The burr grinder is the most important piece of gear any home barista should own. If you are serious about home-brewed coffee, make this investment first.
The Burr Grinder
Burr grinders use metal surfaces (called burrs) that revolve against each other to grind beans. The distance between the burrs can be adjusted to produce different size grounds. A quality burr grinder yields uniformly sized grounds.
Here are a few reasons to purchase a good quality burr grinder:
- First, grinding at home enables you to grind just before you brew. This results in a more flavorful and more aromatic cup. You will enjoy smelling home-ground beans for the first time.
- Grinding at home offers you greater flexibility when purchasing and storing coffee beans. Whole beans keep their flavor longer resulting in fresher coffee and less frequent trips to a roaster.
- Obtaining a burr grinder specifically (as opposed to other grinders) enables you to select your grind size to meet the needs of various brew methods.
Don’t be tempted to purchase an inexpensive blade grinder. Blade grinders smash coffee beans into uneven particles resulting in over extraction and under extraction in the same cup! You get both ends of the spectrum of bad coffee by using a blade grinder. Unfortunately, most people that I know personally who grind coffee at home are using blade grinders. They don’t know what they are missing! If you currently use a blade grinder, you will notice a significant difference by switching to a burr grinder, especially if you drink your coffee black.
Choosing a Burr Grinder
Electric Burr coffee grinders can get pretty expensive, but many can be purchased for under $100. I use a Bodum Bistro Electric Burr Grinder and have been for many years. I have had no issues so far and can easily recommend it as your first coffee grinder. If I could change one thing about it, I would pick a color other than bright red. That being said, this grinder works quite well and is very good for the price.
The Bodum Bistro is best for processing coffee in small batches but is still capable of grinding enough coffee for a full pot of coffee (you may have to run it more than once). You can choose from a coarse grind setting (for a french press) all the way to a fine grind setting (for espresso). There are even convenient icons for reference.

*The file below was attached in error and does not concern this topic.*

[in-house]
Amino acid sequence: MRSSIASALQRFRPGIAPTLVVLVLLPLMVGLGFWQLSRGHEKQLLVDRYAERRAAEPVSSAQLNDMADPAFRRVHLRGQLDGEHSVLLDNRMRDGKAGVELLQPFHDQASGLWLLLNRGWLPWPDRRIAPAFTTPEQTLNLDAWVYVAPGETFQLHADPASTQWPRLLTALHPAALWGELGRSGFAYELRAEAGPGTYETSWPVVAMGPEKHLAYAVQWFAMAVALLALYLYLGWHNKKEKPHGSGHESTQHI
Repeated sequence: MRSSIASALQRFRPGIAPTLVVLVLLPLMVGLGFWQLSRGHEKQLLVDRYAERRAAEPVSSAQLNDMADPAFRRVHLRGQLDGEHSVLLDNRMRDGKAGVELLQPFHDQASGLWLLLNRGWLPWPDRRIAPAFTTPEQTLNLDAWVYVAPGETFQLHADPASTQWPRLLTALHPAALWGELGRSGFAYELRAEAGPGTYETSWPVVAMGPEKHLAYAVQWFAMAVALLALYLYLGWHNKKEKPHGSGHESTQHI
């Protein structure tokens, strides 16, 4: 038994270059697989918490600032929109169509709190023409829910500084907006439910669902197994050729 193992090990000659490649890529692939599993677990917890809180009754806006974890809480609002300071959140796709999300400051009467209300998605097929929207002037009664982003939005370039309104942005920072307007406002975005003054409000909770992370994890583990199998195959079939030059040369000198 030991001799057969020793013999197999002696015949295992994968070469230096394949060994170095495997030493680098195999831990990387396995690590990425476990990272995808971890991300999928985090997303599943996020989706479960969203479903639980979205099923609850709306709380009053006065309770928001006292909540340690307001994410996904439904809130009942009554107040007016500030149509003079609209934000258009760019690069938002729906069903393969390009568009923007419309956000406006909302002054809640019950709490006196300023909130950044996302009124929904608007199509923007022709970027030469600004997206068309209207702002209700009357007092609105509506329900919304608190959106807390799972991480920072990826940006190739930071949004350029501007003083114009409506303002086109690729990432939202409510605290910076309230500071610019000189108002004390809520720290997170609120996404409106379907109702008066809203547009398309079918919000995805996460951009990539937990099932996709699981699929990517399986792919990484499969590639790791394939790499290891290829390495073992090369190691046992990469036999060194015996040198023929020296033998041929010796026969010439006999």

There are many good choices for burr grinders out there. Some of the more expensive grinders have increased durability and can process larger batches faster without overheating. You can also buy manual burr grinders, but I have not tested any yet. If you are a fellow coffee addict and use a manual burr grinder, please recommend one to me. That being said, you don’t need to spend more than $100 on a coffee grinder when starting out. I still haven’t upgraded from my Bodum Bistro.
Using a Burr Grinder
If you decide to purchase a burr grinder, you need to know a few points about grind settings:
- French pressed coffee uses large, coarse grinds.
- Drip coffee uses a medium grind.
- Espresso uses a very fine fine grind.
- Bitter coffee usually results from too fine of a grind (or using a blade grinder).
- If you use oily beans such as Starbucks beans, you will need to clean out your grinder more often to prevent the burrs from jamming.
One final note: although many of these grinders hold quite a bit of coffee, I do not recommend storing your coffee in your grinder. Keep your coffee in separate containers, and measure (by weight, preferably) the amount of whole bean coffee you need. This cuts down on wasted coffee and allows your coffee to stay fresh longer.
If you decide to invest in a burr grinder, I would love to hear about your experience. If you wish to use the grinder I currently use (and have been using for the past several years), click here to view it on Amazon. Otherwise, check out some of the other burr grinders on Amazon.
As always, share if you found this helpful! If home coffee-brewing interests you, check out my other coffee related posts: